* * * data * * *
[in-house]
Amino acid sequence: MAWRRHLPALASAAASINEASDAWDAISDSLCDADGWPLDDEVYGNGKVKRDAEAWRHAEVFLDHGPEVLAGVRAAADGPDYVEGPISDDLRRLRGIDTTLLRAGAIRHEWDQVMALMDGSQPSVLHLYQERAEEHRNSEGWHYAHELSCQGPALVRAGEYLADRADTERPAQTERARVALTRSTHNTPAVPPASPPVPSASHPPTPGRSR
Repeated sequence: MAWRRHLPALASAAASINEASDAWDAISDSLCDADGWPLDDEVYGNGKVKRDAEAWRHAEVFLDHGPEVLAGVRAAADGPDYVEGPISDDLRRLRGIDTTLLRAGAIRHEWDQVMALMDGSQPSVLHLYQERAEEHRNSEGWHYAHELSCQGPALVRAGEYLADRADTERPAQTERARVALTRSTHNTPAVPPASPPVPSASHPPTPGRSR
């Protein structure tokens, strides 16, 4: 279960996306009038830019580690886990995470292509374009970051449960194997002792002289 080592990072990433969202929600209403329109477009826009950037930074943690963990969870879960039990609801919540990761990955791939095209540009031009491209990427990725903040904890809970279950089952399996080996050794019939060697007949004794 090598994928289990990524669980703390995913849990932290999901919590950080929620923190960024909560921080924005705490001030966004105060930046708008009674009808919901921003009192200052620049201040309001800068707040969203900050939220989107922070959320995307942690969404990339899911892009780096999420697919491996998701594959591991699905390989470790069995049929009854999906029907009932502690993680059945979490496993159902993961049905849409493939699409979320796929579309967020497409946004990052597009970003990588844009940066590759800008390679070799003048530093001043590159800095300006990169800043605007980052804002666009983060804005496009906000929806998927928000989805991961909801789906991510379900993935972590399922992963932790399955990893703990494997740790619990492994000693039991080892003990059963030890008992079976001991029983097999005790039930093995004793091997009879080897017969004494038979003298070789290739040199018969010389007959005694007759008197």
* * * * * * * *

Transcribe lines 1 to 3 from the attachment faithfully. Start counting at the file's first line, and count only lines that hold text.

[in-house]
Amino acid sequence: MAWRRHLPALASAAASINEASDAWDAISDSLCDADGWPLDDEVYGNGKVKRDAEAWRHAEVFLDHGPEVLAGVRAAADGPDYVEGPISDDLRRLRGIDTTLLRAGAIRHEWDQVMALMDGSQPSVLHLYQERAEEHRNSEGWHYAHELSCQGPALVRAGEYLADRADTERPAQTERARVALTRSTHNTPAVPPASPPVPSASHPPTPGRSR
Repeated sequence: MAWRRHLPALASAAASINEASDAWDAISDSLCDADGWPLDDEVYGNGKVKRDAEAWRHAEVFLDHGPEVLAGVRAAADGPDYVEGPISDDLRRLRGIDTTLLRAGAIRHEWDQVMALMDGSQPSVLHLYQERAEEHRNSEGWHYAHELSCQGPALVRAGEYLADRADTERPAQTERARVALTRSTHNTPAVPPASPPVPSASHPPTPGRSR